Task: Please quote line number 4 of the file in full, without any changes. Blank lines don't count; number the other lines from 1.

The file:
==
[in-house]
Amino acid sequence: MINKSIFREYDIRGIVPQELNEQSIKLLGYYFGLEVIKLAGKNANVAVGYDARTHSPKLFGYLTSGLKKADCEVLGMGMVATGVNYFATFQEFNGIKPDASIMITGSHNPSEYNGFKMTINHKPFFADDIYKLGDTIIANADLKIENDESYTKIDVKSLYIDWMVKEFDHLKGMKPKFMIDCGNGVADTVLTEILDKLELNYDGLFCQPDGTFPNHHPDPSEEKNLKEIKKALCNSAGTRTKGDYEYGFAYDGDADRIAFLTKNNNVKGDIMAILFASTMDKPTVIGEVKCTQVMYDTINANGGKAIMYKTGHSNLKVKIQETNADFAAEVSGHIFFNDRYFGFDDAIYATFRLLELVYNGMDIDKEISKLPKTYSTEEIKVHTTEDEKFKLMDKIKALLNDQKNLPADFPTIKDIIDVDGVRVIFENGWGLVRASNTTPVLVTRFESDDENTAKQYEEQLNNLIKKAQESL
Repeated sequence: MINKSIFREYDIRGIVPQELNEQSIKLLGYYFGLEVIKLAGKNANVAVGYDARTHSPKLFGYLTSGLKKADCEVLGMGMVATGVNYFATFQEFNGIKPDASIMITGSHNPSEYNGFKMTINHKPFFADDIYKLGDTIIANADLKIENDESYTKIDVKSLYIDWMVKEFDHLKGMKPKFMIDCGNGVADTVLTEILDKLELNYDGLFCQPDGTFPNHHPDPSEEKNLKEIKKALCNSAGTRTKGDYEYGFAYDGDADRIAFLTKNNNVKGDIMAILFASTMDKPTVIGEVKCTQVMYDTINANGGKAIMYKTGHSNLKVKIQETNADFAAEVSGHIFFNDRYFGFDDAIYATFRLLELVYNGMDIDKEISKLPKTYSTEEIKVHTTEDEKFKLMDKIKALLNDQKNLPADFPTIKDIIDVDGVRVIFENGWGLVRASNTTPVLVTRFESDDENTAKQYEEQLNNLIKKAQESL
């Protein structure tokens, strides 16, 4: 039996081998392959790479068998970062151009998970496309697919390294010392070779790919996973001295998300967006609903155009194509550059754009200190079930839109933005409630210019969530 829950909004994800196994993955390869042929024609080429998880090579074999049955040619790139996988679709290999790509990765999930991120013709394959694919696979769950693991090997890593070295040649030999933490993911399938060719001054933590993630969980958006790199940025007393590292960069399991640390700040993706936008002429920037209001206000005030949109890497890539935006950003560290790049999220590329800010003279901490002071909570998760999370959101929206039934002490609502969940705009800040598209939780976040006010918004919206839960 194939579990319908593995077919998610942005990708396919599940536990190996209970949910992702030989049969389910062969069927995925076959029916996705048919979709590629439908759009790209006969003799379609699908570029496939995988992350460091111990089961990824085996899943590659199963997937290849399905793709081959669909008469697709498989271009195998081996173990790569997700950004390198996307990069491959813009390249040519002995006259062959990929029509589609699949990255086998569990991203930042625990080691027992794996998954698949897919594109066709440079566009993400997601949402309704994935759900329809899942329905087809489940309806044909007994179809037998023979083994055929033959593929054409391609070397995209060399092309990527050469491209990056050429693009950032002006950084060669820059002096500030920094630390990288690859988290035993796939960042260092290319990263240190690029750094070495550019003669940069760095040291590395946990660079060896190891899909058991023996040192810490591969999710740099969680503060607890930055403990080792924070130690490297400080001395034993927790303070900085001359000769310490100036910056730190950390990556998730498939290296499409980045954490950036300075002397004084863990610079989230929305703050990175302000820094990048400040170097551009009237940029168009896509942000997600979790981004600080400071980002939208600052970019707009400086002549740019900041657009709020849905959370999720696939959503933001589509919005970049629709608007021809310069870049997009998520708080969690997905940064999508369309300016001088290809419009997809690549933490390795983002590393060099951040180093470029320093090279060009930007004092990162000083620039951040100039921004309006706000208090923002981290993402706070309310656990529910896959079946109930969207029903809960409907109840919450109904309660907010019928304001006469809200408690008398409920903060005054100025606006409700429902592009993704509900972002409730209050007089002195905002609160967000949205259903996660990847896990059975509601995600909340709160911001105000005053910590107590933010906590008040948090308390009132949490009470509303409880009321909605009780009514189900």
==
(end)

């Protein structure tokens, strides 16, 4: 039996081998392959790479068998970062151009998970496309697919390294010392070779790919996973001295998300967006609903155009194509550059754009200190079930839109933005409630210019969530 829950909004994800196994993955390869042929024609080429998880090579074999049955040619790139996988679709290999790509990765999930991120013709394959694919696979769950693991090997890593070295040649030999933490993911399938060719001054933590993630969980958006790199940025007393590292960069399991640390700040993706936008002429920037209001206000005030949109890497890539935006950003560290790049999220590329800010003279901490002071909570998760999370959101929206039934002490609502969940705009800040598209939780976040006010918004919206839960 194939579990319908593995077919998610942005990708396919599940536990190996209970949910992702030989049969389910062969069927995925076959029916996705048919979709590629439908759009790209006969003799379609699908570029496939995988992350460091111990089961990824085996899943590659199963997937290849399905793709081959669909008469697709498989271009195998081996173990790569997700950004390198996307990069491959813009390249040519002995006259062959990929029509589609699949990255086998569990991203930042625990080691027992794996998954698949897919594109066709440079566009993400997601949402309704994935759900329809899942329905087809489940309806044909007994179809037998023979083994055929033959593929054409391609070397995209060399092309990527050469491209990056050429693009950032002006950084060669820059002096500030920094630390990288690859988290035993796939960042260092290319990263240190690029750094070495550019003669940069760095040291590395946990660079060896190891899909058991023996040192810490591969999710740099969680503060607890930055403990080792924070130690490297400080001395034993927790303070900085001359000769310490100036910056730190950390990556998730498939290296499409980045954490950036300075002397004084863990610079989230929305703050990175302000820094990048400040170097551009009237940029168009896509942000997600979790981004600080400071980002939208600052970019707009400086002549740019900041657009709020849905959370999720696939959503933001589509919005970049629709608007021809310069870049997009998520708080969690997905940064999508369309300016001088290809419009997809690549933490390795983002590393060099951040180093470029320093090279060009930007004092990162000083620039951040100039921004309006706000208090923002981290993402706070309310656990529910896959079946109930969207029903809960409907109840919450109904309660907010019928304001006469809200408690008398409920903060005054100025606006409700429902592009993704509900972002409730209050007089002195905002609160967000949205259903996660990847896990059975509601995600909340709160911001105000005053910590107590933010906590008040948090308390009132949490009470509303409880009321909605009780009514189900």